She spotted him again this morning. Every morning for the past two weeks she has seen him come in and order his coffee. One cream, no sugar. Just like she drank hers. She was new to town and found this quaint little coffee shop a block from her new house. So every morning she took a leisurely stroll to stop in and have her first cup. She sat at the big picture window to watch the town come to life slowly, enjoying the friendliness of the owner of the shop as she stopped and said good morning.
She had moved from the big city a year after her divorce. That was 6 months ago. She did free-lance writing work for the local newspaper and for a few top magazines. She might not have been able to save her 5 year marriage, but she was able to save her sanity by moving here. A small friendly town. Lots of nice helpful people. Strangers, all of them. It was sad that she felt more at home now with these strangers then with the “friends” she had left behind in the big city.
She had gotten tired of the awkward conversations. The pitying looks. The fake “I’m so sorry things didn’t work out” from people she knew weren’t sorry at all. When you divorced a rich, high-powered lawyer, who turned out to be a rich, high-powered scum bag, things got a bit messy. And ugly. So she left. Good-by scum bag, good-by fake friends, good-by ugly.
She smiled and took another sip from her rapidly cooling cup of coffee. Debating whether to have another cup to indulge herself, or head back towards home she noticed the man come into the shop. For two weeks she watched the same handsome man do exactly the same thing. He would walk in, glance around briefly, and walk to the counter to order his cup of coffee. One cream, no sugar. Then he would sit at a table next to the wall, open his morning paper and read it while sipping his cup of joe. After exactly half an hour, no more, no less, he would fold up his paper. Reach in his pocket for change that he left near the empty cup, smile at the owner and leave.
It was fascinating to her that he did this every morning, without fail. Never once changing his actions. Obviously a man of habit. A very good-looking man of habit. She gave a small self-deprecating laugh. She shouldn’t be noticing handsome strangers. For all she knew he could be married with five kids. Or be another scum bag. And one in her life time was enough! Feeling satisfied she left, waving good-bye to the owner.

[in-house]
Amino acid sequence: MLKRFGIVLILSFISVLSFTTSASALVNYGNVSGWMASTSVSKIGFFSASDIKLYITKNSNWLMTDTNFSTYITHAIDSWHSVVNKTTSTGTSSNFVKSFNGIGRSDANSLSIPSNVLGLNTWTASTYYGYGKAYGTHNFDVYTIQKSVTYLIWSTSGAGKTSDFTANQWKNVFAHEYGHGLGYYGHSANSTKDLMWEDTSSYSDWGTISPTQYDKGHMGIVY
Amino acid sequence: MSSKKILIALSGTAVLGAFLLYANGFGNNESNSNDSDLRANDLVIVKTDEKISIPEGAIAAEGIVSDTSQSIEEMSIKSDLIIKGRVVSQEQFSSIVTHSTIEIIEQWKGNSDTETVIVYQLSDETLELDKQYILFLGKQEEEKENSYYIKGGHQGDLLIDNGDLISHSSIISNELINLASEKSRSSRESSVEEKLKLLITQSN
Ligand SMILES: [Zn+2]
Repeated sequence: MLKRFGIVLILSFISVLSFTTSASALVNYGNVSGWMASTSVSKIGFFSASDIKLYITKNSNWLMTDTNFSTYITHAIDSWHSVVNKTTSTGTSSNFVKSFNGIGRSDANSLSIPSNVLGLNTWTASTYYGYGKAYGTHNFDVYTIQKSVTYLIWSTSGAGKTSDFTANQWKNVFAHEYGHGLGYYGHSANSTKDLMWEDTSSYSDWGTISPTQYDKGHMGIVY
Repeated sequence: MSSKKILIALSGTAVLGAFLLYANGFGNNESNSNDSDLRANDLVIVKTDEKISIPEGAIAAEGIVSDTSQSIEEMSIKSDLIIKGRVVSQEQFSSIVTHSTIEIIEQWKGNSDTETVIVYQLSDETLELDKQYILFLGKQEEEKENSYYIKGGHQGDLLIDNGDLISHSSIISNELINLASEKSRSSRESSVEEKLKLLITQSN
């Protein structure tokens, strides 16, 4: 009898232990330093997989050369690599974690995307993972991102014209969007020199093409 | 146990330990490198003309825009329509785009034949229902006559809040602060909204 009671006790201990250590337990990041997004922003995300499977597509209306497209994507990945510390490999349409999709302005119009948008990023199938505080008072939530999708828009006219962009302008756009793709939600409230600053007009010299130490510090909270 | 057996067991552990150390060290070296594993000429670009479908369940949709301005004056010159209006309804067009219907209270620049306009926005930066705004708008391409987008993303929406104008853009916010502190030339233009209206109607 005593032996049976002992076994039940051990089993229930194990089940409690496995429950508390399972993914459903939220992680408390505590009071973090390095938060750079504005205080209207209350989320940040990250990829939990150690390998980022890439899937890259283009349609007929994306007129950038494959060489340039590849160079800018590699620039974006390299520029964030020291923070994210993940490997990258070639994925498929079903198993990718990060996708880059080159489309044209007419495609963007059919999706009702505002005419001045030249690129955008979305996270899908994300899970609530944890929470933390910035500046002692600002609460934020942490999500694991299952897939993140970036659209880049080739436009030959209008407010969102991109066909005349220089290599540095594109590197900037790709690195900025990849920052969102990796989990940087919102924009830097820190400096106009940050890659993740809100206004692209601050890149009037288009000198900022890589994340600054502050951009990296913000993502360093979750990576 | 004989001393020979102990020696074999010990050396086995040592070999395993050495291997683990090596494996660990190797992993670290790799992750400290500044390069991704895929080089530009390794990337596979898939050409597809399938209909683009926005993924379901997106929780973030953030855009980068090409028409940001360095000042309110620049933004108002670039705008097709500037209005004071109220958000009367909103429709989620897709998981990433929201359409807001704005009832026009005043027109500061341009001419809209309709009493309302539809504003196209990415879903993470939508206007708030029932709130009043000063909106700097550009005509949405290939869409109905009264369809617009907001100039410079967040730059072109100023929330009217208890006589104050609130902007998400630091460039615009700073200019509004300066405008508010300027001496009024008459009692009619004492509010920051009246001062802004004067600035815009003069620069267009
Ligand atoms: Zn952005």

The next morning came in a blustery, dreary, looking like rain, fall light. She debated going for her usual walk to get her cup of coffee. She had a brand new coffee pot at home she could use. It was sitting on her kitchen counter just waiting to be filled full of fresh hot brew. Instead she found herself locking up her house as she set off towards the coffee shop. She smiled as she walked briskly down the sidewalk. The fall wind at her back, pushing her on wards. The dry crackling leaves swirling around her feet.
As she came closer to the quaint coffee shop she noticed a tall handsome figure just walking through the door ahead of her. He was early today, she thought to herself. For some reason she felt a flicker of anxiety. In the two or more weeks when she had first noticed him he never deviated from his routine. Always the same time he arrived, always the same time he left. She wondered if something was wrong.
She opened up the door and was greeted with the smell of freshly ground coffee. The shop was gratefully warm and cosy. She saw the handsome man standing at the counter. As she approached to give her usual order she spotted the owner on the phone. The woman gave a small friendly wave and mouthed, “be right there”. She waited, almost made nervous by the man next to her. Then she heard a deep soft voice state, “I notice you’re here every morning”. She nodded, looking up into hazel eyes darkly fringed. The eyes were warm and curious.
“So are you” she stated. Looking at a wide-set face with a slight dusting of freckles. The face went well with the reddish/brown hair falling over his forehead.
“I enjoy the walk before work. And I enjoy good coffee. So I get both every morning” he laughed.
The laugh was infectious. She found herself drawn to the man. She felt the beginnings of interest flicker in her mind as he introduced himself as the local hardware store owner. He engulfed her hand in a warm handshake that lingered just a bit, as she told him she had moved to town six months ago and was a free-lance writer. She liked how he looked. Friendly, interesting, open, just like the small town she has come to love.
Slowly they both faced the woman behind the counter as she stood waiting for them to order. The man then said in his deep soft voice, “Two coffee’s please. One cream, no sugar”.